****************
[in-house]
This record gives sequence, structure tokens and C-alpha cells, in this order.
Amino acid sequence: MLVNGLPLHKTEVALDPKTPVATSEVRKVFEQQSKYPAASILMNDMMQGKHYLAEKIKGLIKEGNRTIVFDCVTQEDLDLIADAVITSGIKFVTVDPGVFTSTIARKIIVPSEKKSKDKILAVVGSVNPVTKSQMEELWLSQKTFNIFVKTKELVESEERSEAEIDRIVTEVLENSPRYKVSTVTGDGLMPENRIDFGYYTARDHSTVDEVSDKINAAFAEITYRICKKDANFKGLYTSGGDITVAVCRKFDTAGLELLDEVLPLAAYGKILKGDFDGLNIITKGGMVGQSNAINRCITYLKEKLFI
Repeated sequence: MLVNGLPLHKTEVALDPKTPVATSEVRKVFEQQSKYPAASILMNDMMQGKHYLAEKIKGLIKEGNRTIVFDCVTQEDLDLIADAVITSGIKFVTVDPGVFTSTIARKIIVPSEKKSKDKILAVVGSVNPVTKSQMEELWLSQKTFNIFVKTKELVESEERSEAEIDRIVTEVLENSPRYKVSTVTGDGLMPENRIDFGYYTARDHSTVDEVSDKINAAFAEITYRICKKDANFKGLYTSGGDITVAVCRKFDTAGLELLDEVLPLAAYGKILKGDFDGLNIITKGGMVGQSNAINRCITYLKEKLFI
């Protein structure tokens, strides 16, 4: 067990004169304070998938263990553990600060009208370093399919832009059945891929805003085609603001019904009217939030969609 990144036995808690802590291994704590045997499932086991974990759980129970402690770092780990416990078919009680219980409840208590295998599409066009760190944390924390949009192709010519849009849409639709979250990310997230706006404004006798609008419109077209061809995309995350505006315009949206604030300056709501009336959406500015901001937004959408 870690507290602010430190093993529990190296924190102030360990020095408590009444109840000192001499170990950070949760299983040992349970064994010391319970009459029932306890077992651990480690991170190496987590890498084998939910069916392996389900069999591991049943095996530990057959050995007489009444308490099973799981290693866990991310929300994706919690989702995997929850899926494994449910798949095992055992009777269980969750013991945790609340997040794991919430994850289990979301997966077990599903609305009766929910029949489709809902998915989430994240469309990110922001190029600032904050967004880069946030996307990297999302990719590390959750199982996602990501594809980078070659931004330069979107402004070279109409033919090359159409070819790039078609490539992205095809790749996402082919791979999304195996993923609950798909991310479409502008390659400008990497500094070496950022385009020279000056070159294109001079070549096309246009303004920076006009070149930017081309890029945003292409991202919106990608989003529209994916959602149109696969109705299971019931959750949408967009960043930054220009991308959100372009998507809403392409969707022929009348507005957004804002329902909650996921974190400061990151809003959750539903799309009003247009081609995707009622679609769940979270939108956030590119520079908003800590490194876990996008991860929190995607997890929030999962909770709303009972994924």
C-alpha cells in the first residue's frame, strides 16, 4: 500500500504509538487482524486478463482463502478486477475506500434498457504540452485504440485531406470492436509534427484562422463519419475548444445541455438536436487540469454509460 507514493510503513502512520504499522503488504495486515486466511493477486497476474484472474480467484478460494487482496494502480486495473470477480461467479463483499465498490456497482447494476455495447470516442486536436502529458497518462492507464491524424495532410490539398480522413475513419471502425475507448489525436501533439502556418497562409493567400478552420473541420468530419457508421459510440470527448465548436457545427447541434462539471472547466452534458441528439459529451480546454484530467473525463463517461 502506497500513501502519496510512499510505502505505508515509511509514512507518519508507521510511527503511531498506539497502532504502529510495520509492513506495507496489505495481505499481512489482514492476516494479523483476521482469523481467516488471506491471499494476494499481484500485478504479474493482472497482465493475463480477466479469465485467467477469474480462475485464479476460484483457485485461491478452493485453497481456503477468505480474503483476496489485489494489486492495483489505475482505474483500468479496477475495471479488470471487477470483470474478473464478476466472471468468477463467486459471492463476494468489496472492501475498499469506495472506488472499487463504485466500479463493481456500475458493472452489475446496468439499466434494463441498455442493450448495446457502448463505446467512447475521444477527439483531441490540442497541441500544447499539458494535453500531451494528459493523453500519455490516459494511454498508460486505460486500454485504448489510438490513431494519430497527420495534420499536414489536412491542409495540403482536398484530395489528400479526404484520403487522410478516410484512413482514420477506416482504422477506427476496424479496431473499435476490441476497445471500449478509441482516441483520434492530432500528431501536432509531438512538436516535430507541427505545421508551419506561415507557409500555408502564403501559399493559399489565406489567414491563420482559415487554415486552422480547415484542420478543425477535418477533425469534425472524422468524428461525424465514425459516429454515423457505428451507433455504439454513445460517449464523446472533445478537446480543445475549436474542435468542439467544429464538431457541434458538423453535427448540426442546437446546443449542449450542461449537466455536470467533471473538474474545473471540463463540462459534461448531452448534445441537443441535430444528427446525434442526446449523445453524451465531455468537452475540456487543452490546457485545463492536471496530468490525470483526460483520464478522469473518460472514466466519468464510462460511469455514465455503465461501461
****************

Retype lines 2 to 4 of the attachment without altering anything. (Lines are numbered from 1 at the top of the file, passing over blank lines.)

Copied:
This record gives sequence, structure tokens and C-alpha cells, in this order.
Amino acid sequence: MLVNGLPLHKTEVALDPKTPVATSEVRKVFEQQSKYPAASILMNDMMQGKHYLAEKIKGLIKEGNRTIVFDCVTQEDLDLIADAVITSGIKFVTVDPGVFTSTIARKIIVPSEKKSKDKILAVVGSVNPVTKSQMEELWLSQKTFNIFVKTKELVESEERSEAEIDRIVTEVLENSPRYKVSTVTGDGLMPENRIDFGYYTARDHSTVDEVSDKINAAFAEITYRICKKDANFKGLYTSGGDITVAVCRKFDTAGLELLDEVLPLAAYGKILKGDFDGLNIITKGGMVGQSNAINRCITYLKEKLFI
Repeated sequence: MLVNGLPLHKTEVALDPKTPVATSEVRKVFEQQSKYPAASILMNDMMQGKHYLAEKIKGLIKEGNRTIVFDCVTQEDLDLIADAVITSGIKFVTVDPGVFTSTIARKIIVPSEKKSKDKILAVVGSVNPVTKSQMEELWLSQKTFNIFVKTKELVESEERSEAEIDRIVTEVLENSPRYKVSTVTGDGLMPENRIDFGYYTARDHSTVDEVSDKINAAFAEITYRICKKDANFKGLYTSGGDITVAVCRKFDTAGLELLDEVLPLAAYGKILKGDFDGLNIITKGGMVGQSNAINRCITYLKEKLFI